Explained | What is the Chhattisgarh PDS scam that led to a Supreme Court listing controversy?

The alleged scam relates to irregularities in the State’s Public Distribution System when Raman Singh’s BJP government was in power

Updated - January 26, 2023 01:30 pm IST

Published - November 26, 2022 02:21 pm IST

Image for representation only

Image for representation only | Photo Credit: MANJUNATH KIRAN

The story so far: On November 21, Chief Justice of India D.Y. Chandrachud agreed to hear the Nagrik Apurti Nigam (NAN) scam case in the Supreme Court, after a high-octane exchange last week between the Chhattisgarh Government and the Enforcement Directorate over the case’s listing in front of a fresh Bench with Justices M.R. Shah and Hima Kohli. Justice Chandrachud will hear the case along with Justices Ajay Rastogi and S. Ravindra Bhat, also associate judges on an earlier bench headed by his predecessor Justice U.U. Lalit.

What is the NAN scam?

The Nagrik Apurti Nigam is Chhattisgarh’s nodal agency for procuring and distributing food grains under the Public Distribution System (PDS).

In 2015, when former Chief Minister and BJP leader Raman Singh was in power, the Opposition allegedthat the government was distributing sub-standard quality grains under the PDS and that officials had received kickbacks from rice millers to allow this.

The State’s Anti-Corruption Bureau (ACB) launched a probe into the matter. While conducting raids on the NAN’s office, the agency found unaccounted-for cash worth over ₹3 crore. It also tested food samples distributed through fair-price shops for their quality, finding many samples of salt and rice unfit for human consumption. It booked 27 persons in the case— including two IAS officers, now the main accused—Anil Tuteja and Alok Shukla (the Chairman and the Managing Director of NAN, respectively) alleging that they had allowed the distribution of sub-standard foodstuffs. The ACB also found documents and devices showing transactions to beneficiaries. The ED also later started a money laundering probe in the case.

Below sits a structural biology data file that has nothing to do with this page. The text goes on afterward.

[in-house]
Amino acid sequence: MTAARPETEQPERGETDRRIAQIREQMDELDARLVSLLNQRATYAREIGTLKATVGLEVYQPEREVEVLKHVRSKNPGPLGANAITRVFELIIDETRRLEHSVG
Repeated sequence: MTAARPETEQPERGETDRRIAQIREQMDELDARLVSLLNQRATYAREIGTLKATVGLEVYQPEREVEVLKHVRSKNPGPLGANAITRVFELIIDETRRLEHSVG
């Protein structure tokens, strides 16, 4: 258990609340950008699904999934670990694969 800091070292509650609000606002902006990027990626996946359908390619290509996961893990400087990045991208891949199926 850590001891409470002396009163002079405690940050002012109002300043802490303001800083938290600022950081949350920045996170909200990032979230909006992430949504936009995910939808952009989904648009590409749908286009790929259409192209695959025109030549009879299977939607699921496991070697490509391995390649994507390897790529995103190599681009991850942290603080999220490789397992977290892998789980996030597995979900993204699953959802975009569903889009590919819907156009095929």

The ACB filed its chargesheet in 2015, and charges were pressed against the officers in 2018. This was also the year whenChief Minister Bhupesh Bhagel’s Congress government took charge, constituting a Special Investigation Team (SIT) to probe the matter again. Notably, Mr. Bhagel’s administration also appointed the two accused IAS officers to government posts— Mr. Tuteja is now Joint Secretary for Commerce and Industries while Mr. Shukla is, though the Principal Secretary in charge of Education and other departments. In 2020, the Chhattisgarh High Court granted anticipatory bail to the two officers.

In 2015, Sudeip Srivastava, a lawyer from Raipur, also moved the High Court seeking further investigation of the case. The trial, however, has not been completed, and over 70witnesses in have turned hostile, according to Mr. Srivastava.

Why did the ED want the case to be transferred to the CBI?

Late last year, the Enforcement Directorate moved the Supreme Court seeking a retrial out of Chhattisgarh and the transfer of the case to the CBI. The ED, in its petition, alleged that the judiciary and the current Chhattisgarh government was weakening the investigation and helping the accused in the case and asked the Court to allow proof of the same. i

The ED alleged that its evidence revealed “the nature of the misuse of power” in Chhattisgarh, saying that evidence was tampered with, witnesses were sought to be influenced, and there could be a “potential conspiracy” involving a “constitutional functionary”.